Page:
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History of Leiden

Leiden historical map

Leiden historical map

The city of Leiden, located in South Holland, Netherlands is steeped in a rich history. For one, it is and has been a university city for well over 400 years. In fact, the oldest university in all of the Netherlands is indeed located in Leiden and aptly named what else? Leiden University. As with much of Europe, Leiden has seen its share of takeovers and wars throughout the centuries.

For one, in the 11th century, Roman emperor Henry III sacked Leiden. The city was also the scene of civil war strife in the beginning of the 13th century between Ada, Countess of Holland and her uncle, William I, who was the Count of Holland. William I eventually prevailed.

Although granted cityhood in 1266, Leiden still saw its share of catastrophic events throughout the centuries, most notably during what became known as the Siege of 1420. For a time not only Leiden, but the entire country was under Spanish rule.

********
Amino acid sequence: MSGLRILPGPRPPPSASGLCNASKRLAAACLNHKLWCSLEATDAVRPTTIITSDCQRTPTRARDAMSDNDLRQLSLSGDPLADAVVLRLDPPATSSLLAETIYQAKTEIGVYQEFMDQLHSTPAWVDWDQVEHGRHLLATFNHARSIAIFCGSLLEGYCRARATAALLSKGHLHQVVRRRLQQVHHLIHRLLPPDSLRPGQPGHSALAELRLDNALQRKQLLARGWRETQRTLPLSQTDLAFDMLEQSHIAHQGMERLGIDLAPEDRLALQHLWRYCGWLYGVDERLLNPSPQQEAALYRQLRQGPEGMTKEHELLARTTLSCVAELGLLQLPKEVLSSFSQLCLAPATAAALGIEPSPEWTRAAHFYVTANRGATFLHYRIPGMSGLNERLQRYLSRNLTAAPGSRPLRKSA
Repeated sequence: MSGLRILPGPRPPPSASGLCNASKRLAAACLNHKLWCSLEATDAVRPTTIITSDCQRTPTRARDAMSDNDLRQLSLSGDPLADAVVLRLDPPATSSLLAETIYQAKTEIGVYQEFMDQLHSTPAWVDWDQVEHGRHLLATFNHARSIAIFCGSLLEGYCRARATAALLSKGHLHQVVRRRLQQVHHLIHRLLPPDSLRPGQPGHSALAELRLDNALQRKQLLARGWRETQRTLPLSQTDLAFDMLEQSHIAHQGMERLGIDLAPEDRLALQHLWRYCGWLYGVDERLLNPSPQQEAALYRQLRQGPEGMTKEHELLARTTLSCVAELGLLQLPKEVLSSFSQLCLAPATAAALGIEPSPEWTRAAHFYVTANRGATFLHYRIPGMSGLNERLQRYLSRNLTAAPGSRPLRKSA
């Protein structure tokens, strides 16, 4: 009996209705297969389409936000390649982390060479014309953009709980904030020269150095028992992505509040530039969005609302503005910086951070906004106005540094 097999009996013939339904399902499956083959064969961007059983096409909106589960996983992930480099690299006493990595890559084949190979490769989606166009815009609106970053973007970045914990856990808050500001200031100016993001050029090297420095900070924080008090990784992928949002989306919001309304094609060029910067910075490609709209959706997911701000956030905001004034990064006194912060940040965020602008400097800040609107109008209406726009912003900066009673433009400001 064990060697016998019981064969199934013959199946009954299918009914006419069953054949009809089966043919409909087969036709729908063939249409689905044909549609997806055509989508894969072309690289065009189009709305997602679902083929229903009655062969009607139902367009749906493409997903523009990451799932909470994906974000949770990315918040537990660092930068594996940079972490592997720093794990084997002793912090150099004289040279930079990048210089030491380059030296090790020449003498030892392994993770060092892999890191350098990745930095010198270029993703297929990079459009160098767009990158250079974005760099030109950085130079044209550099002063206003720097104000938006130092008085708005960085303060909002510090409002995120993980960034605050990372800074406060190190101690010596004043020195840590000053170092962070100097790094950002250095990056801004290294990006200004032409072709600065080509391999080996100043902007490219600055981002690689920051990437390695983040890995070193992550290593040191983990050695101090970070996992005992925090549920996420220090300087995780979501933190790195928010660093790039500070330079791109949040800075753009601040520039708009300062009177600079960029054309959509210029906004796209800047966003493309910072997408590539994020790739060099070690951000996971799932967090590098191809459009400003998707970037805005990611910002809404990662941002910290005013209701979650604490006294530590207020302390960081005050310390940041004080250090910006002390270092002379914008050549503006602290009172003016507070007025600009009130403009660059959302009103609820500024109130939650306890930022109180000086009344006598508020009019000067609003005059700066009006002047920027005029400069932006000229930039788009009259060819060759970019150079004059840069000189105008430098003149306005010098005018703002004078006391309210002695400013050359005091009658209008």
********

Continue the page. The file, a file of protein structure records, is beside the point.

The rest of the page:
The end of the 15th century saw Leiden flourish in many ways. Weaving establishments along with publishing and printing concerns boomed. And during this time Leiden took sides with the Dutch revolt seeking to get out from under Spanish rule. Due to the crucial role they played in the Eighty Years’ War, they were rewarded by William I of Orange with the University of Leiden, the first in all the Netherlands.

What many people are also amazed to discover is that Leiden is where the Pilgrims lived in the early 1600’s before making their legendary journey to Massachusetts and New Amsterdam on Manhattan Island. For a time during what was known as the Dutch Golden Era, only Amsterdam itself was bigger than Leiden city wise.

Even with all this good fortune that was bestowed upon Leiden, it was not without tragedy. In 1807, a boat loaded with over 17,000 kilograms of gunpowder exploded right in the middle of the city. This resulted in 151 deaths, more than 2000 injuries and over 200 homes destroyed. In 1886 the site of the explosion, after years of nothing being built on it was turned into a park for the public.

Leiden has prospered in many ways since then and is a city rich in culture as well as history. Every year on October 3 a very popular festival takes place which commemorates the end of Spanish rule in 1574. Yes indeed, Leiden is a university city through and through, but there is also a whole lot more to it as well.